This article was co-authored with Jessica Markabawi.
In a time of increasingly complex competitive pricing online, a decision by Justice Davies of the Federal Court of Australia could have significant implications for the way retailers employ digital pricing tactics. On 17 July 2020, Kogan Australia Pty Ltd (Kogan) was found to have made false and misleading representations about a tax time sales promotion in contravention of sections 18 and 29 of the Australian Consumer Law (ACL).1
Kogan is an online retailer known for selling electronics and appliances. Enforcement actions have been brought previously by the Australian Competition and Consumer Commission (ACCC) against Kogan and its related entities in 2009 and 2016.2 Both of those actions also related to false and misleading conduct in relation to prices and consumer savings. The past action that the ACCC took against Kogan, which resulted in the issuing of infringement notices, related to very similar conduct to that which occurred in this case.
In May 2019, the ACCC launched proceedings against Kogan alleging that in a tax time sale which took place from 27 to 30 June 2018, “Kogan represented that consumers would receive a 10% discount on a number of products during the sales promotion, when in fact it had increased the prices of those products immediately before the promotion and decreased those prices soon after the promotion, in many cases by at least 10%”.3 The ACCC argued that the representation that consumers would receive a 10% discount, and the related representation that it would only be for a limited time, contravened sections 18 and 29(1)(i) of the ACL.4 They alleged that the change to prices before and after the promotion “eroded any real discount offered to consumers by the promotion.”5 As a result, the ACCC said that “consumers were or were likely to have been misled about the value of the purported discount offered on Affected Products through the Tax Time Promotion”and suffered “the loss, or serious distortion, of genuine consumer choice.”6 Further, the ACCC noted that Kogan's conduct may also have unfairly disadvantaged its competitors.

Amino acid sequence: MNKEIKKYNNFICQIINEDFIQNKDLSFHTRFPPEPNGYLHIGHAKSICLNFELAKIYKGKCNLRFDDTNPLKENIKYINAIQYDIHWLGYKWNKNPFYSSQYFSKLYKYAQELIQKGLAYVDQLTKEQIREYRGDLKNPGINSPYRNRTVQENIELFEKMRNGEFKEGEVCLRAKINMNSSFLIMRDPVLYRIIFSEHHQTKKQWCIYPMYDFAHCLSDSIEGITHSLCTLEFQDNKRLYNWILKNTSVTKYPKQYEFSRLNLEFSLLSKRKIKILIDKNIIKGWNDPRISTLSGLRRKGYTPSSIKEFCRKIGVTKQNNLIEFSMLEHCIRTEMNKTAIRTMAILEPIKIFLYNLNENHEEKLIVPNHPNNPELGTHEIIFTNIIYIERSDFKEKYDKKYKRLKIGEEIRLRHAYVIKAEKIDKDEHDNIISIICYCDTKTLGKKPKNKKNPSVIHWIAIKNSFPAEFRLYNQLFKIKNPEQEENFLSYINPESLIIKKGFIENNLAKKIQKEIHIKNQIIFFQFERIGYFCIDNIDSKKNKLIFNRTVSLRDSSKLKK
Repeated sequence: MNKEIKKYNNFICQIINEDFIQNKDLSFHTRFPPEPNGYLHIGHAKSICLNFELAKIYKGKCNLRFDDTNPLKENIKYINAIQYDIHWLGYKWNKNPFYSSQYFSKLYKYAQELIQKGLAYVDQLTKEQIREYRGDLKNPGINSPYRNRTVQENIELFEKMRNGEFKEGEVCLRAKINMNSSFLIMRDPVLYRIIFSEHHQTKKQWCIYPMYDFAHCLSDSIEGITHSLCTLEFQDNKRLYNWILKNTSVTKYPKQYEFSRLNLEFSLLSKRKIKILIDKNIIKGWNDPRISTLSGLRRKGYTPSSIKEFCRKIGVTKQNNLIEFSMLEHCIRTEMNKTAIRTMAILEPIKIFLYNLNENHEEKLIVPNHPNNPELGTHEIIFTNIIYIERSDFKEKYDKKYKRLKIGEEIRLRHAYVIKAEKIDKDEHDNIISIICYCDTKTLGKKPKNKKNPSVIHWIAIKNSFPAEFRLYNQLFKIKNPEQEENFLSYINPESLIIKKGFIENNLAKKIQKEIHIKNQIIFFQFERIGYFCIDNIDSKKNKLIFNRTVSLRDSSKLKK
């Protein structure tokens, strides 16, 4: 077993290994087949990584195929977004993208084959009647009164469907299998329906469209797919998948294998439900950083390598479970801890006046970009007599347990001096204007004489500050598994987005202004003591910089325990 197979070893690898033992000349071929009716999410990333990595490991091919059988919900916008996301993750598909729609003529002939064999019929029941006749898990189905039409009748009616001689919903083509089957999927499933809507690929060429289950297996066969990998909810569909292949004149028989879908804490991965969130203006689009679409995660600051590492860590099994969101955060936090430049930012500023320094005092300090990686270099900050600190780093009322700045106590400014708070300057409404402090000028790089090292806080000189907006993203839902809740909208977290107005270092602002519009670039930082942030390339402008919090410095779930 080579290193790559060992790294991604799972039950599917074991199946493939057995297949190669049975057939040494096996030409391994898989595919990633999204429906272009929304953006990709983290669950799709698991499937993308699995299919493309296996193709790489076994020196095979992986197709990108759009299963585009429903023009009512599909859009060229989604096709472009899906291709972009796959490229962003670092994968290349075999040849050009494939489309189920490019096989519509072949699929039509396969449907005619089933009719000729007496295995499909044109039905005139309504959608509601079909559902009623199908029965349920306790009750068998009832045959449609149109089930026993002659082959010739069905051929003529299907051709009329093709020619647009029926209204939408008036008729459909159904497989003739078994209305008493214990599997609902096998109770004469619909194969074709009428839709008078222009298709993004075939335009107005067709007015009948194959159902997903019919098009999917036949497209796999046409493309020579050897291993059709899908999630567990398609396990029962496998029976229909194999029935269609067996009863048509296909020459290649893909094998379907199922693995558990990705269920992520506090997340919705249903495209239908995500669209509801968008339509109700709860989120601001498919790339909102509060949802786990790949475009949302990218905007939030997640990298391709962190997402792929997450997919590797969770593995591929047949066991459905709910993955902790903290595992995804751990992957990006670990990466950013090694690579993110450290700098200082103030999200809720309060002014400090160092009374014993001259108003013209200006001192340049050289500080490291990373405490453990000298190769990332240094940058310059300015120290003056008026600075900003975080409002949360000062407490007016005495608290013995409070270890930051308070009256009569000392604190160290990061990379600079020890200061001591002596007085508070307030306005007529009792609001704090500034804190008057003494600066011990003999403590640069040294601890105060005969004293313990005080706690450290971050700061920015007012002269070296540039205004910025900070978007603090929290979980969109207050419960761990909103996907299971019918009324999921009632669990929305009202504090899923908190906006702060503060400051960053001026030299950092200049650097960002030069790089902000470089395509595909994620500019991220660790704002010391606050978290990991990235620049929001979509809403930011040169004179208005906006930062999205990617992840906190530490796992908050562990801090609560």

False and misleading representations
Taking into account a number of consumer complaints provided by the ACCC,7 Davies J found that the prices of the 621 affected products “were intentionally increased the day before the Tax Time Promotion and intentionally decreased on 2 July 2018, thereby eroding a genuine 10% discount.”8 Additionally, Davies J found that the ordinary and reasonable consumer in the relevant class was misled as they “would be likely to have understood that the Tax Time promotion offered a 10% discount at checkout on past prices or future prices for the products to which the coupon code could be applied.”9
Justice Davies rejected Kogan’s argument that ordinary and reasonable consumers knew that Kogan’s prices were subject to regular change, for whilst this variability might be expected, “the ordinary and reasonable consumer who saw the advertisements would not have understood the “price” to be a price increased by Kogan so as to offset any genuine 10% discount from the promotion”.10 It was therefore reasonable to “infer that the representations enticed those consumers to visit the Kogan website and, where purchases were made, to purchase the products from Kogan.”11 It made no difference that the affected products represented a mere 0.8% of the 78,111 products on the Kogan website at the time.12
Her Honour described this contravention as having arisen out of Kogan’s “aggressive price discounting strategy”.13 We will need to wait to see what this conduct, as part of a wider strategy, means for Kogan when the Court hears submissions on penalties and other relief at a later date.14
Conduct such as this has drawn attention in the past, including the ACCC’s previous actions against Kogan itself (as referred to above), but this is the first time the ACCC has successfully pursued a Court proceeding in this space. Establishing that a company is engaging in large scale re-pricing of its products before and after a promotional sale, to remove the supposed benefit to consumers from the promotion, is not a straightforward exercise. But the ACCC has demonstrated it can be done.
As the ‘human’ element is further removed from pricing changes on websites in favour of automation, online retailers will need to be careful about ensuring their pricing strategy and methods do not result in misleading consumers about savings, whether intentional or not.